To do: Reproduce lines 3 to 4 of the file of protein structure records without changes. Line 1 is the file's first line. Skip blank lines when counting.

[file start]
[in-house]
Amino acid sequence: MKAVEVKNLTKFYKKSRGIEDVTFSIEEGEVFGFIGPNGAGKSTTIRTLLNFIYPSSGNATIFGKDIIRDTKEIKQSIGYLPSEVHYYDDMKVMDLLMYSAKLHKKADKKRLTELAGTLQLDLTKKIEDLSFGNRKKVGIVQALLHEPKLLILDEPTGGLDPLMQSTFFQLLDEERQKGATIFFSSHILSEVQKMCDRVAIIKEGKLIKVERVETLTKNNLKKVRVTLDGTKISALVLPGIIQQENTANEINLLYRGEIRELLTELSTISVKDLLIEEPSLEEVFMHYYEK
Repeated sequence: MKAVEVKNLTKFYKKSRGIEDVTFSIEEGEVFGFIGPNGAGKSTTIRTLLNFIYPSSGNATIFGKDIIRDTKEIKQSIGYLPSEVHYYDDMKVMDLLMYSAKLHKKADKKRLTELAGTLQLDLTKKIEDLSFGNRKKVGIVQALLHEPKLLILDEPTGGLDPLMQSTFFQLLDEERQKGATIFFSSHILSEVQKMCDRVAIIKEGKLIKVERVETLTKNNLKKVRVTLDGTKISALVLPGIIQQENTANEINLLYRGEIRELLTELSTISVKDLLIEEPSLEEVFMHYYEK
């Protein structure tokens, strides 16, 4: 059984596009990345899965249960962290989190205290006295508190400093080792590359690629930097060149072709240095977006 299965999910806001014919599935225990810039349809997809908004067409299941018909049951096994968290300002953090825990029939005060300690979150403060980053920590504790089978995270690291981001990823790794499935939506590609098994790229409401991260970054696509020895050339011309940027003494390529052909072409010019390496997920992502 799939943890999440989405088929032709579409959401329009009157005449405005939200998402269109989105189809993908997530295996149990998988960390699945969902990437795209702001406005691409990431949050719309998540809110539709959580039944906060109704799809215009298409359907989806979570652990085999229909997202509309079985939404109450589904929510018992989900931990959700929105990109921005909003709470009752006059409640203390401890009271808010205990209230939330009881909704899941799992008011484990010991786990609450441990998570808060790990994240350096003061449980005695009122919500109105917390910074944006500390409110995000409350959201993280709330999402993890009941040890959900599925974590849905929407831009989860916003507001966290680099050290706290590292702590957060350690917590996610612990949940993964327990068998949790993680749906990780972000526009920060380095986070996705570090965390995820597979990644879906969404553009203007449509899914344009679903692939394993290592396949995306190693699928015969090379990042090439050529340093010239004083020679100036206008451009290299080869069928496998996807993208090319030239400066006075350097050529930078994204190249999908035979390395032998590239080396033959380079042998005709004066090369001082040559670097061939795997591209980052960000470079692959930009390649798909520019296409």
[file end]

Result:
Repeated sequence: MKAVEVKNLTKFYKKSRGIEDVTFSIEEGEVFGFIGPNGAGKSTTIRTLLNFIYPSSGNATIFGKDIIRDTKEIKQSIGYLPSEVHYYDDMKVMDLLMYSAKLHKKADKKRLTELAGTLQLDLTKKIEDLSFGNRKKVGIVQALLHEPKLLILDEPTGGLDPLMQSTFFQLLDEERQKGATIFFSSHILSEVQKMCDRVAIIKEGKLIKVERVETLTKNNLKKVRVTLDGTKISALVLPGIIQQENTANEINLLYRGEIRELLTELSTISVKDLLIEEPSLEEVFMHYYEK
């Protein structure tokens, strides 16, 4: 059984596009990345899965249960962290989190205290006295508190400093080792590359690629930097060149072709240095977006 299965999910806001014919599935225990810039349809997809908004067409299941018909049951096994968290300002953090825990029939005060300690979150403060980053920590504790089978995270690291981001990823790794499935939506590609098994790229409401991260970054696509020895050339011309940027003494390529052909072409010019390496997920992502 799939943890999440989405088929032709579409959401329009009157005449405005939200998402269109989105189809993908997530295996149990998988960390699945969902990437795209702001406005691409990431949050719309998540809110539709959580039944906060109704799809215009298409359907989806979570652990085999229909997202509309079985939404109450589904929510018992989900931990959700929105990109921005909003709470009752006059409640203390401890009271808010205990209230939330009881909704899941799992008011484990010991786990609450441990998570808060790990994240350096003061449980005695009122919500109105917390910074944006500390409110995000409350959201993280709330999402993890009941040890959900599925974590849905929407831009989860916003507001966290680099050290706290590292702590957060350690917590996610612990949940993964327990068998949790993680749906990780972000526009920060380095986070996705570090965390995820597979990644879906969404553009203007449509899914344009679903692939394993290592396949995306190693699928015969090379990042090439050529340093010239004083020679100036206008451009290299080869069928496998996807993208090319030239400066006075350097050529930078994204190249999908035979390395032998590239080396033959380079042998005709004066090369001082040559670097061939795997591209980052960000470079692959930009390649798909520019296409």